The civic center in particular appears to be a monument to the conspicuous personality cult Ceausescu has encouraged, critics say.
The Romanian leader's new headquarters will be a five-level, marbled palace with a classical columns adorning its facade. Government officials say it will be set at the summit of the hill, cupped by an esplanade and ministry buildings and facing the 300-foot-wide, mile-long Victory of Socialism Avenue, itself lined with massive high-rises.
A much repeated joke calls the project "the victory of socialism over Bucharest."
Romanian officials answer that the huge project is in keeping with a broad goal that architect Focsa described as the "social, cultural, economic and spiritual development of the city."
"This can be done only through the modernization and renewal of the central zone," Focsa said. "We want a city without peripheries and with a center appropriate with the actual standing of Bucharest as a capital."
The civic center is in fact only the grandest part of the government's design. Other residential neighborhoods of the capital, such as the northeastern district of Giulesti, are scheduled for demolition for the construction of clusters of the kind of high-rise, rectangular apartment blocks that already ring the southern fringes of the city. Not far from the civic center, more old housing is due to give way for a planned 100-acre lake surrounded by a large park.
Some of the neighborhoods condemned by the new urban plan are aging slums of dirt streets, trash piles and rickety wood construction. Yet many Romanian intellectuals appear to believe that the projects are mechanically replacing the stately Latin character of a city once known as the "Paris of Eastern Europe" with alienating, monumental buildings.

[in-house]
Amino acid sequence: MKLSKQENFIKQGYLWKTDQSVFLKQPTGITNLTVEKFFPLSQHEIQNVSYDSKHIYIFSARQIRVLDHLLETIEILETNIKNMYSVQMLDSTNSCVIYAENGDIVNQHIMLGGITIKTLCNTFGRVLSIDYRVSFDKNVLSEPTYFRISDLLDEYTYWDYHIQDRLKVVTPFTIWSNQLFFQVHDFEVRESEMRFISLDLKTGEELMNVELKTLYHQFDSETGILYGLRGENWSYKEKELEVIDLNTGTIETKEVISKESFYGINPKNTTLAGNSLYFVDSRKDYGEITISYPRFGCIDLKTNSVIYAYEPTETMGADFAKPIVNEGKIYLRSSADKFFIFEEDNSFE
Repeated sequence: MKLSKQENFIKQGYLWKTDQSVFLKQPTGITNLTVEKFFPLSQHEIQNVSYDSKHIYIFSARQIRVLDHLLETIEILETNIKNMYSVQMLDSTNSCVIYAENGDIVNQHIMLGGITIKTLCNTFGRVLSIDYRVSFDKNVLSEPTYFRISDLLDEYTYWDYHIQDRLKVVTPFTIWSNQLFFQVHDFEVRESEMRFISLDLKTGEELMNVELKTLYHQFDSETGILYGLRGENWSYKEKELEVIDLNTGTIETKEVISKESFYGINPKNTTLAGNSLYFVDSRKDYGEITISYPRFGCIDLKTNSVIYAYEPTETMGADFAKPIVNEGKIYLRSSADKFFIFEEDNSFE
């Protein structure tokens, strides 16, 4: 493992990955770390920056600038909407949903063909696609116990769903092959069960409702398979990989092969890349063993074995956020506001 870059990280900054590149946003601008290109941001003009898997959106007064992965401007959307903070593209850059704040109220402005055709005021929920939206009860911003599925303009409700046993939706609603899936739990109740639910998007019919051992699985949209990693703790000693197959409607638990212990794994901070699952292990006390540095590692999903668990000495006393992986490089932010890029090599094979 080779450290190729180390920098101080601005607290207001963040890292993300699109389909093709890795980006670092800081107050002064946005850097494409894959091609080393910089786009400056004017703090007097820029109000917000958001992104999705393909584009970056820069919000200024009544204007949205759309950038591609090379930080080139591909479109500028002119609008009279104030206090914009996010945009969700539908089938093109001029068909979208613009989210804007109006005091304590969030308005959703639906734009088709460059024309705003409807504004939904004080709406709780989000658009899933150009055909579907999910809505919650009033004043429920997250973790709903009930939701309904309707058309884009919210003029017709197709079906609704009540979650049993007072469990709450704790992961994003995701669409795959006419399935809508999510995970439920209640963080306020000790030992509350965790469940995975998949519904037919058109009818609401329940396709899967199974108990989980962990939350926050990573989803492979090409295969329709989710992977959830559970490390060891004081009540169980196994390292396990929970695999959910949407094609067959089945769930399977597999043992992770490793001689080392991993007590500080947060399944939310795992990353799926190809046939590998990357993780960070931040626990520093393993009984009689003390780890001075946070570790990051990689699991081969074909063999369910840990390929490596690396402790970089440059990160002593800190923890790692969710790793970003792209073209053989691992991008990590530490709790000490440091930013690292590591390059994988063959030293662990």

"We ought not to flatten out with the bulldozer any trace of the past," former foreign minister George Macovescu wrote in a rare public dissent published in a Romanian literary almanac, "the more so since the adversities of our history already have destroyed too much."
Such complaints, and pressure from leaders of Romania's large Orthodox Church, apparently have led to some concessions in the demolition of historic areas. Five historic churches, including the chapel of the 16th century Mihai Voda Monastery, are being moved up to 300 yards out of the way of the construction, but some auxiliary buildings have been demolished.
Nevertheless, diplomats here say they believe the site of the project is gradually being expanded beyond original plans, and government officials dismiss concerns about the churches and homes demolished as trivial and ill-intentioned.
"When they built the big boulevards in Paris a lot of buildings were demolished, and no one complains about that," Focsa said. "In America, buildings with 40 stories are torn down to build new ones of 80."
"It is impossible for anyone to question us on this," he said. "Nowhere can time stand still."